Centenary UMC partners with local group to combat “period poverty”
By Kara Witherow, Editor
When was the last time you had to choose between paying for a meal or a menstrual pad?
For many women, the choice is all too real. Called “period poverty,” it’s the lack of access to sanitary products due to financial constraints, and it affects women and girls around the world.
It’s a problem that affects more than those who are financially strapped or experiencing homelessness, though. According to a recent survey, nearly one in five American girls have either left school early or missed school entirely because they didn’t have access to menstrual products.
Since February, Macon’s Centenary United Methodist Church has worked to address this issue through its partnership and support of Macon Periods Easier.
An offshoot of non-partisan organization Georgia Women, Macon Periods Easier works to address period poverty in Macon and Bibb County and normalize the conversation about menstruation through educational presentations and events.
The group collects menstrual supplies such as pads, tampons, liners, and wipes and packs a few of each in donated cosmetic bags or zippered storage bags. They give them to local elementary, middle, and high schools and Daybreak, the local homeless center. Since its inception in February, Macon Periods Easier has distributed more than 23,000 products.
In September, Centenary UMC’s School of Creative Education hosted a Ladies Night Out “Period Party.” The event’s purpose was to have fun, raise awareness, and collect products. Event participants donated 2,312 pads, 1,120 liners, 978 tampons, and 34 packs of wipes. That evening, church members decided to keep collection bins out year-round and to also begin offering free feminine hygiene products in the church’s restrooms.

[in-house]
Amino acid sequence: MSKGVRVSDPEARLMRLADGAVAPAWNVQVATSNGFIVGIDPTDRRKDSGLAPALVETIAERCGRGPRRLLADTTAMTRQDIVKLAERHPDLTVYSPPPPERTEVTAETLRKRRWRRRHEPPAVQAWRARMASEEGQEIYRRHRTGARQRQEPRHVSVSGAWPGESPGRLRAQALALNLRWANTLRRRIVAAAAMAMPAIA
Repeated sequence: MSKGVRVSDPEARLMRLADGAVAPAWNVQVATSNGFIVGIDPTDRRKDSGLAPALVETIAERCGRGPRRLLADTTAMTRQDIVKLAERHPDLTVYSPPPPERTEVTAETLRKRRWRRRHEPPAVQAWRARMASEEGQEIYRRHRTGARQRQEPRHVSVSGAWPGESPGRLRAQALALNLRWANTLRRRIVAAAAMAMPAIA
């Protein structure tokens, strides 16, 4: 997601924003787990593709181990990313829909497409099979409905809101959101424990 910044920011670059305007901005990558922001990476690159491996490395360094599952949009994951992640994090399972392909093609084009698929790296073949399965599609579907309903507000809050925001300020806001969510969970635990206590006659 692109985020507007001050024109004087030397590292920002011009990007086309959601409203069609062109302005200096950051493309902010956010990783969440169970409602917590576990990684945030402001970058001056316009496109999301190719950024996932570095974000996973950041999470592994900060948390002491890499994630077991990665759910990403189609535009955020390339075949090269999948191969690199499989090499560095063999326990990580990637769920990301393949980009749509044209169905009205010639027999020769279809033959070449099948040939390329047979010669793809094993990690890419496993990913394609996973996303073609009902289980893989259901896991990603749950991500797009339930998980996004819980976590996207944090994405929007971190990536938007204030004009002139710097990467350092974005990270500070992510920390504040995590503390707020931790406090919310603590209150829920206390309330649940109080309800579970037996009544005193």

Centenary UMC’s involvement with Macon Periods Easier is just one more way the congregation is reaching out to those in need, says member Yvonne Stewart, who organized the church’s Period Party. The congregation hosts a Sunday morning breakfast, built two showers in its fellowship hall, and runs a bicycle ministry, among other outreach efforts.
“This just falls in with that mindset and in noticing what people need and finding ways to help provide it,” she said.
Public benefits like food stamps can’t be used to buy tampons or pads, Stewart said. The products aren’t included in flexible or health spending account allowances and they’re not covered by health insurance or Medicaid.
“If people are financially strapped and there are three or four women in the household, it can be difficult to go out and buy these products.”
More than 50 Bibb County schools receive the period packs, said Susan Long, a Macon Periods Easier board member who occasionally attends Centenary UMC.
Without a budget for such items, school nurses were often using their own money to purchase pads, tampons, and other products for girls who would request them, Long said.
“There’s no hard data available, but in talking with school social workers and school nurses we have found that girls are missing school because they lack products,” she said. “It feels like the work we’re doing is helping remove one more barrier to girls attending school.”
Macon Periods Easier is filling a big need in local schools and in the community, Long said, and the support they’re receiving from Centenary UMC and other congregations is vital.
“Some of us had not realized the extent of this need, that ‘period poverty’ even existed,” she said. “But once we became aware of the issue it is something our community has really gotten around and is supporting and helping provide for these girls and women.”
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